Every year people ask me what my top ten films of the year are. And every year I have to tell them the same thing.
“I don’t know. Ask me again in a couple of years.”
Because that’s how long it’s going to take me to see all the really notable films of any given year. Yes, I watch lots of movies. But most of what I watch comes from other points in the 100+ years of cinema history. Sure, I’ll get around to seeing all the big releases of 2005. But it’s going to take me awhile. And since I get out to the theatre less and less these days, I have to wait for the DVD release of everything but the most essential movies that DEMAND my presence on opening weekend.
Top-ten lists of this nature are bullshit anyway. No film critic sees every movie that gets released. They’re happy to sit on their bloated asses and stare at whatever distributors decide merits a domestic screening. None of them hunt for those rare finds, underground classics, and imported oddities. So what the hell do they know?
In the interest of getting people off my back, I offer this humble list of some of my personal faves of the last year. Only a few of them were actually released in 2005, but they were all new films to me. And a great new find from 1939 is every bit as important to me as a great new find from last Friday. There’s twenty of them because it was already hard enough trimming the list down that far.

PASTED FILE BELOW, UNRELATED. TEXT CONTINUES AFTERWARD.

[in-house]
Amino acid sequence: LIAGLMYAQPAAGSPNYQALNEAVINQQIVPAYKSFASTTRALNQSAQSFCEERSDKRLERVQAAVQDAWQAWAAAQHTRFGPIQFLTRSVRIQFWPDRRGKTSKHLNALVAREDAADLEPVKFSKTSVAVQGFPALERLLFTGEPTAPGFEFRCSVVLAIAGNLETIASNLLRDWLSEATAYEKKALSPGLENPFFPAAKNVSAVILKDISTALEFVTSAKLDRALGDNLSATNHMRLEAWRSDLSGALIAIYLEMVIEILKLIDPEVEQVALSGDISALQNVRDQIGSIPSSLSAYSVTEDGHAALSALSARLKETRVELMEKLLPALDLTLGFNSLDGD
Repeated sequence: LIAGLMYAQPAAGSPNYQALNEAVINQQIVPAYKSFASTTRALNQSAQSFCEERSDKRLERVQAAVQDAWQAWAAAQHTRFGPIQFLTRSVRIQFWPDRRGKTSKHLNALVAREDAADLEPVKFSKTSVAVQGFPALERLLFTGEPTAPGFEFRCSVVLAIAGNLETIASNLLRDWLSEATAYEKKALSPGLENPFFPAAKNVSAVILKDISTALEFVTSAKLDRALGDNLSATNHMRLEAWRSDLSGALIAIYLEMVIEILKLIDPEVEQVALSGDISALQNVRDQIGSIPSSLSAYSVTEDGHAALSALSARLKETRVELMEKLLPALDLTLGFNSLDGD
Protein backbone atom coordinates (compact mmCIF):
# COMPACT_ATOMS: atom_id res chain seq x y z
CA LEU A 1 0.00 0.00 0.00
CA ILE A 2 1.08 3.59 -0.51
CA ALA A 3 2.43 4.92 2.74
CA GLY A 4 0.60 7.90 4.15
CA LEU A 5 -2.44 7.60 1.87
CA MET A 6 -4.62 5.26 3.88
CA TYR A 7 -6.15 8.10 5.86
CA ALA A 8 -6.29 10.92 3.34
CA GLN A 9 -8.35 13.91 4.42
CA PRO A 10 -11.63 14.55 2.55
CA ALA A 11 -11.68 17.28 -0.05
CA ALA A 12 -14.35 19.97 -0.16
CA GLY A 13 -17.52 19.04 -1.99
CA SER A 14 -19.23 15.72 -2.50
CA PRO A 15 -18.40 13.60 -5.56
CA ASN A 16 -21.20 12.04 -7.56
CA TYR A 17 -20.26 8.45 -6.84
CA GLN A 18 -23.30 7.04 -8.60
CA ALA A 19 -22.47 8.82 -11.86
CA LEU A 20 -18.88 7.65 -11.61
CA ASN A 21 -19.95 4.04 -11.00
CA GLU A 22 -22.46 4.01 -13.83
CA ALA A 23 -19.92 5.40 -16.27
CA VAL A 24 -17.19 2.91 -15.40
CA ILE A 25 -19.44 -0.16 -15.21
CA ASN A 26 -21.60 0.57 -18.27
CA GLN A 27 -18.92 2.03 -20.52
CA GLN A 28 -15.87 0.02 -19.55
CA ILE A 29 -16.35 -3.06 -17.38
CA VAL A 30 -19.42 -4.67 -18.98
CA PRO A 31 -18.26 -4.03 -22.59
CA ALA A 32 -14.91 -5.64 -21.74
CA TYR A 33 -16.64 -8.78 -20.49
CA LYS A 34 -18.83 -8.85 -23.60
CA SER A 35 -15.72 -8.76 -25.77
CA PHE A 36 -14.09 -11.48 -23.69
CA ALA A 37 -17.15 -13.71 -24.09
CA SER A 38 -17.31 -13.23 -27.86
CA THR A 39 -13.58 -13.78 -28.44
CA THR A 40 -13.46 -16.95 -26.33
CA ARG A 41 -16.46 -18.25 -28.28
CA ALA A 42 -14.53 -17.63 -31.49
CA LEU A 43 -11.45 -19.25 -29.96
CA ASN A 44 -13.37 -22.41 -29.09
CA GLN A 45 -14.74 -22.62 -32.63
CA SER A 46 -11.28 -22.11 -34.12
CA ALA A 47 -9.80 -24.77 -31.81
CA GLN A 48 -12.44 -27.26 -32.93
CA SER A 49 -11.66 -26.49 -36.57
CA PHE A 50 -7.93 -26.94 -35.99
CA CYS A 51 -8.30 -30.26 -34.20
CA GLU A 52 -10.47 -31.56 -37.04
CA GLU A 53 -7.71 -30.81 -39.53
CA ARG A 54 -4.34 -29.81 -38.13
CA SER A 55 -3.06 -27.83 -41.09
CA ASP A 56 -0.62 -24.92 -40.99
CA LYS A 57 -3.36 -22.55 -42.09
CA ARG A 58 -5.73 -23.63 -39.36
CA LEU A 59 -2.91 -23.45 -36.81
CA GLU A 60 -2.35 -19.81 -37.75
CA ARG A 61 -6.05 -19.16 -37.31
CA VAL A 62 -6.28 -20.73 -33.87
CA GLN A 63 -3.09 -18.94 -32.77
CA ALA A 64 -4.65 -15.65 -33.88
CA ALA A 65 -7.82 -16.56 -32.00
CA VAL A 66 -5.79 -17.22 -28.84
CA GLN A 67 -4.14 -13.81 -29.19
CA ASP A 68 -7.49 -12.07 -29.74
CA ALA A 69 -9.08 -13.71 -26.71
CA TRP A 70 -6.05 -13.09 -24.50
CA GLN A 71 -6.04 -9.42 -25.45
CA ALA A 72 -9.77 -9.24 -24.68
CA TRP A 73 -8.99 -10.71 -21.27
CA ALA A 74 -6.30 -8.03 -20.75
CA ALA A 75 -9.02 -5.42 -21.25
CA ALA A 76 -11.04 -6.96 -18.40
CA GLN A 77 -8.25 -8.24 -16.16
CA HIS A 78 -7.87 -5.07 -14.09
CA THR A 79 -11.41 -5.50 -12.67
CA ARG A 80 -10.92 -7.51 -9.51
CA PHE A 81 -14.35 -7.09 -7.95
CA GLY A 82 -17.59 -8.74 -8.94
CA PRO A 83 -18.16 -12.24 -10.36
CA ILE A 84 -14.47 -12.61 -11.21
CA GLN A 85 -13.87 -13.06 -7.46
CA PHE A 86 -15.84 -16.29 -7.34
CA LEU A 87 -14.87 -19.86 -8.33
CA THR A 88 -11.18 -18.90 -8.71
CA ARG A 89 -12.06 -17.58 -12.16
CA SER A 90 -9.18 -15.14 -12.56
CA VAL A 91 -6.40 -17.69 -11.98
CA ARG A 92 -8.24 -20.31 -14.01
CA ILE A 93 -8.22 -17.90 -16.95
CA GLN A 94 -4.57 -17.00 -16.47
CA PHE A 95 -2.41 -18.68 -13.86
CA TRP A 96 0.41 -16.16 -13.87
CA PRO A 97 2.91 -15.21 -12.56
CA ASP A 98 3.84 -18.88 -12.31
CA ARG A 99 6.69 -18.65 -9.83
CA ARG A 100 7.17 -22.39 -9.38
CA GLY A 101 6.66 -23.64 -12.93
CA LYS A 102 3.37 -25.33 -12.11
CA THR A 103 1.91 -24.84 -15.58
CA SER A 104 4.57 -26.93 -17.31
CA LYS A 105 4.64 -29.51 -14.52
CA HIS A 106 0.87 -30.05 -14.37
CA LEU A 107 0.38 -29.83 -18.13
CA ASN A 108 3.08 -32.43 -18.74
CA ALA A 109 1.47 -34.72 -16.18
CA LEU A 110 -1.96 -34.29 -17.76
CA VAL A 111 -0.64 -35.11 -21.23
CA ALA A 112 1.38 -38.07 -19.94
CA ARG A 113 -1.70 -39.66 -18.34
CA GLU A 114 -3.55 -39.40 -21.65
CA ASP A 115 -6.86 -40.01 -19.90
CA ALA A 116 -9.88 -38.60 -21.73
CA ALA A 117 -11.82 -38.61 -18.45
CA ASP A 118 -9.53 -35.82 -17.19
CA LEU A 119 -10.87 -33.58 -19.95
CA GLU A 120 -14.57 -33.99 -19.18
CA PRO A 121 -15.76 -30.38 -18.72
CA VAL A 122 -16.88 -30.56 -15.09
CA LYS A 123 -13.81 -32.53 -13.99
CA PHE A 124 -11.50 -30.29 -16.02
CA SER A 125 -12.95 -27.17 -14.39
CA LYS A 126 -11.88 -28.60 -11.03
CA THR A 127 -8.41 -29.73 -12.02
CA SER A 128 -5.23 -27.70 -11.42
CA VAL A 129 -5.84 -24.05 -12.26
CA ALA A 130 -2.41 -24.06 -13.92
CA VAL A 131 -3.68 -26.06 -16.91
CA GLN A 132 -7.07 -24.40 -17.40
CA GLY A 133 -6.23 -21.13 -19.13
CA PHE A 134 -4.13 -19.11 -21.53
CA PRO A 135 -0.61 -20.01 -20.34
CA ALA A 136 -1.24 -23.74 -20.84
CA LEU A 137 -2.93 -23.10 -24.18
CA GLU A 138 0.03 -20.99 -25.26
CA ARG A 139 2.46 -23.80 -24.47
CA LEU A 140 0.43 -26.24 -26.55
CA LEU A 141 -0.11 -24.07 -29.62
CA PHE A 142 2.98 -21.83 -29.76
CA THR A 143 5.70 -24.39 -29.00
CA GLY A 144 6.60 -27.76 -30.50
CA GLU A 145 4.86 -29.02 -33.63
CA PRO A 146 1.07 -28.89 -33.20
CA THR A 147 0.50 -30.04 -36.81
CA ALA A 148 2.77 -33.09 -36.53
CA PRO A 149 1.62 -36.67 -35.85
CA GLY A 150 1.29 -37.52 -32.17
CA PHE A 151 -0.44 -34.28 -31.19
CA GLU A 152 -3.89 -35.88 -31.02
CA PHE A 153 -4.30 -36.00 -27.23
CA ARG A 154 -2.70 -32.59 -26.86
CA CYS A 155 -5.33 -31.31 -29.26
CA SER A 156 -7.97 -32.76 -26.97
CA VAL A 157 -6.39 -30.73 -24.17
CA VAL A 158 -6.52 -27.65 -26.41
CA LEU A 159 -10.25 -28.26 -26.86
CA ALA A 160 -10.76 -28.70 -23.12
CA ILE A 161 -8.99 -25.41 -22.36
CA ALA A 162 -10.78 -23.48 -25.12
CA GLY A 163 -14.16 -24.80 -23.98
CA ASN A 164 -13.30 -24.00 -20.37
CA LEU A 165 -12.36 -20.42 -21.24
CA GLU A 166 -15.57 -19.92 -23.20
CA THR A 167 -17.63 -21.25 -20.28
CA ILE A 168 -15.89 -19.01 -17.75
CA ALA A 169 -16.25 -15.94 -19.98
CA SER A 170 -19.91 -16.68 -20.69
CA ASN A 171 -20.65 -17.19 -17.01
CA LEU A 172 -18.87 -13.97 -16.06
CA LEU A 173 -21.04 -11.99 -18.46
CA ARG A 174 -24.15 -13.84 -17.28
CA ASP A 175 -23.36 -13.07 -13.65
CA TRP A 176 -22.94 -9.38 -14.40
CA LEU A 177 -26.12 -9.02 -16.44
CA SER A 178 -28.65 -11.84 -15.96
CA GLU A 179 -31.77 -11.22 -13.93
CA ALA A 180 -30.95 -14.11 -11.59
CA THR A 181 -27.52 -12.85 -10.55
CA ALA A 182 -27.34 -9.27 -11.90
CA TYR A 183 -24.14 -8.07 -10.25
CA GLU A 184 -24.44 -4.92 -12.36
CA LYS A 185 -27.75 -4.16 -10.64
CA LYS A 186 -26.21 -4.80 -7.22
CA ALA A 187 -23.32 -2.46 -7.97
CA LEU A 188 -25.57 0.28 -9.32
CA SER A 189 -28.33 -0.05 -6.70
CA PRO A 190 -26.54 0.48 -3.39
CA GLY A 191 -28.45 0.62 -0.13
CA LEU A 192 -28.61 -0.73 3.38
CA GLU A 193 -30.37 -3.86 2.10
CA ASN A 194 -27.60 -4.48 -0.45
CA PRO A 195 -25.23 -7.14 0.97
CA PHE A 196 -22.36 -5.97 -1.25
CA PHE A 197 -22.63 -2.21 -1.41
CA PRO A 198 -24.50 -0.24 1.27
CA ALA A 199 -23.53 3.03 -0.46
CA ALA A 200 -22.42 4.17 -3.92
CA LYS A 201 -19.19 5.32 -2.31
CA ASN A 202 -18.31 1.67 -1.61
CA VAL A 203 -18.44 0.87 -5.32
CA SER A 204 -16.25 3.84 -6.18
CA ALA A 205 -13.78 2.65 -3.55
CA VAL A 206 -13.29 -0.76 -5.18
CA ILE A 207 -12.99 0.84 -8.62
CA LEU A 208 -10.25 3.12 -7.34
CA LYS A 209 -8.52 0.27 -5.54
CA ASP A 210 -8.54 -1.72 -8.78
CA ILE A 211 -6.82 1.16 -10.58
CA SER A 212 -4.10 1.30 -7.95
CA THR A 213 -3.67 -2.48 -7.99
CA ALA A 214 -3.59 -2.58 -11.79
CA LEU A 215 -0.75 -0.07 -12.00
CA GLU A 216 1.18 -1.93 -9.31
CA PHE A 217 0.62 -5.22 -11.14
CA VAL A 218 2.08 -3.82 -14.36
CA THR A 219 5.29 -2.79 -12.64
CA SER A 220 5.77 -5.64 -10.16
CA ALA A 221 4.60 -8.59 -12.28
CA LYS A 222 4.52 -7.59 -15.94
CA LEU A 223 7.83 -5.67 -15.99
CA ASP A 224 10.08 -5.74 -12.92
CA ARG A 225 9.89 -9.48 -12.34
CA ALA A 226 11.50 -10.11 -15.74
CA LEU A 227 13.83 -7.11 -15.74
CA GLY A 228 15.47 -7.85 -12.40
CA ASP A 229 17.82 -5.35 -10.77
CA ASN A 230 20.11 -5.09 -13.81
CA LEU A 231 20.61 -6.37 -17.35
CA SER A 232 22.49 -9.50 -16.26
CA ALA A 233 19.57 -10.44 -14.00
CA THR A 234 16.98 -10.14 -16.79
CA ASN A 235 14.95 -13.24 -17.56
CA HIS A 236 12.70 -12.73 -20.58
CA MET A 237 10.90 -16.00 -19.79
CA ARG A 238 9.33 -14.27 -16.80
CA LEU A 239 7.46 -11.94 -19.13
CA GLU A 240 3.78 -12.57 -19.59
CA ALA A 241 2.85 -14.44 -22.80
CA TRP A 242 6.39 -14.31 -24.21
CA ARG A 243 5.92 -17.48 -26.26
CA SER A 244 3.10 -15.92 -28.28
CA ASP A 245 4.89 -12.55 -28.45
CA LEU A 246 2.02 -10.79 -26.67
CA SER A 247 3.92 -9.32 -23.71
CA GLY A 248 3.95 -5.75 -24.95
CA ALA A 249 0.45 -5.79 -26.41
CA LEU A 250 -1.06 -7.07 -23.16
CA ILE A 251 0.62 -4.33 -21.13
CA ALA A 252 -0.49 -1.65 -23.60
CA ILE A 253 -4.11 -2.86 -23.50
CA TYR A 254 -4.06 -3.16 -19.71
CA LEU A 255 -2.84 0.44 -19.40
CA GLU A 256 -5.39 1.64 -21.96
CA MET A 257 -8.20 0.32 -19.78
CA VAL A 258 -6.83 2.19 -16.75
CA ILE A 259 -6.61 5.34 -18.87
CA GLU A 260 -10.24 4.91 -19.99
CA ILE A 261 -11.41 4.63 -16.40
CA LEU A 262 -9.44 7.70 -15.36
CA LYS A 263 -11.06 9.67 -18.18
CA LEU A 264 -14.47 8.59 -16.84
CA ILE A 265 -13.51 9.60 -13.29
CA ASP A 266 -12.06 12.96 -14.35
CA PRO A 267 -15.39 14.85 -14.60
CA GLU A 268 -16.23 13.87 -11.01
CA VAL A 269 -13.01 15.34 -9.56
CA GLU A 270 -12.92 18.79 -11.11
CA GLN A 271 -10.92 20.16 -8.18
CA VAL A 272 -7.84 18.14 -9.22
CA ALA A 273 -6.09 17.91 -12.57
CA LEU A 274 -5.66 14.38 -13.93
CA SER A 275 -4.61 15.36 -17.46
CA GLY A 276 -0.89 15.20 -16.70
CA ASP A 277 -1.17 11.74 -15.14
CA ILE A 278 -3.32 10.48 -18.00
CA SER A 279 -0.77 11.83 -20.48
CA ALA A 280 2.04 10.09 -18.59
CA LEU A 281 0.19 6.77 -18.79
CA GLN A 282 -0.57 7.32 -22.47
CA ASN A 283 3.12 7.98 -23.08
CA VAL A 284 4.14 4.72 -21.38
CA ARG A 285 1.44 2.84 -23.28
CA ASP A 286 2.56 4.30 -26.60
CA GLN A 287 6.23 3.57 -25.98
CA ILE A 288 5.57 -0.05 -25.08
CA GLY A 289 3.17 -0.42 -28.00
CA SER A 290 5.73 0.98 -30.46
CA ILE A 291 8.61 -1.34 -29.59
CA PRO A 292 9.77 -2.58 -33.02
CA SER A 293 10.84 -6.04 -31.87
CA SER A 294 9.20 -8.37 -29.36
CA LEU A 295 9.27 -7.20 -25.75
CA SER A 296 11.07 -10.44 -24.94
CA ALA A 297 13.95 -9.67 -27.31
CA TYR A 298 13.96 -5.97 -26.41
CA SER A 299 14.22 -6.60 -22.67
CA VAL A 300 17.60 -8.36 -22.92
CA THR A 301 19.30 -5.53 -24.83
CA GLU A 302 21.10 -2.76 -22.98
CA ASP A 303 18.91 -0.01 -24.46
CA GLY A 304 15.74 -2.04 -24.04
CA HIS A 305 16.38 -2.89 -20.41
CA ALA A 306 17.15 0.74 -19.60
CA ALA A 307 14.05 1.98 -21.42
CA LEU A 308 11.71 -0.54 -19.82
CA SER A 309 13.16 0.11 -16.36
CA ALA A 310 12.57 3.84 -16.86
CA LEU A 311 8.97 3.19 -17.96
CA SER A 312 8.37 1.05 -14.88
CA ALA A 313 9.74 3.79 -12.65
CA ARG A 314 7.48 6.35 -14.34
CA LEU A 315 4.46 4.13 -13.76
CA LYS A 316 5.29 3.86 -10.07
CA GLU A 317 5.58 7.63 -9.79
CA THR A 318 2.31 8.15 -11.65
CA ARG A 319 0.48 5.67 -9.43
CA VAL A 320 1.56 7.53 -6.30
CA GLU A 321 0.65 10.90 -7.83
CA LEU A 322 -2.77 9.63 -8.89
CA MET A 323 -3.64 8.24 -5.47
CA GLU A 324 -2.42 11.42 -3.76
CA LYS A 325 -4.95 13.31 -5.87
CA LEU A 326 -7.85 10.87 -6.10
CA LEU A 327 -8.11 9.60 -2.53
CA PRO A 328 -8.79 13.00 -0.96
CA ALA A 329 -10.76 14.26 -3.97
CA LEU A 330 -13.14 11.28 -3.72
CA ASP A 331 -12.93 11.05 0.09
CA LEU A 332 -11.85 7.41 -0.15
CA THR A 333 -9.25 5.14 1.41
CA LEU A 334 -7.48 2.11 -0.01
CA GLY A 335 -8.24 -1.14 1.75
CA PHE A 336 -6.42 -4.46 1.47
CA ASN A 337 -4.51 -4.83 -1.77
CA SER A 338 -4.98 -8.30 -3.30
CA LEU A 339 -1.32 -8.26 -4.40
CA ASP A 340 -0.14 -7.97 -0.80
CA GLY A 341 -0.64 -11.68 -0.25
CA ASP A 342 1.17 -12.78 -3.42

20. Zero Day
Forget the execrable Gun Van Sant snooze fest, Elephant. This is the real Columbine movie. My recent high-school reunion only served to remind me just how many teenagers out there fantasize about mass murder every bit as much as sex.
19. Alexandra’s Project
Revenge has been a major theme in cinema these last couple of years. Usually they’re tales of blood and guts and heads coming off. Not this one. Yet it probably manages to be the nastiest of the bunch.
18. Dracula: Pages from a Virgin’s Diary
Up until this movie, I found Guy Maddin films to be nigh unwatchable. I love his style, but the content always felt too much like sitting through a boring film class. Despite being a silent film set to Mahler and featuring lots of ballet, this manages to be one of the most faithful adaptations of Dracula ever put on the screen. Go figure.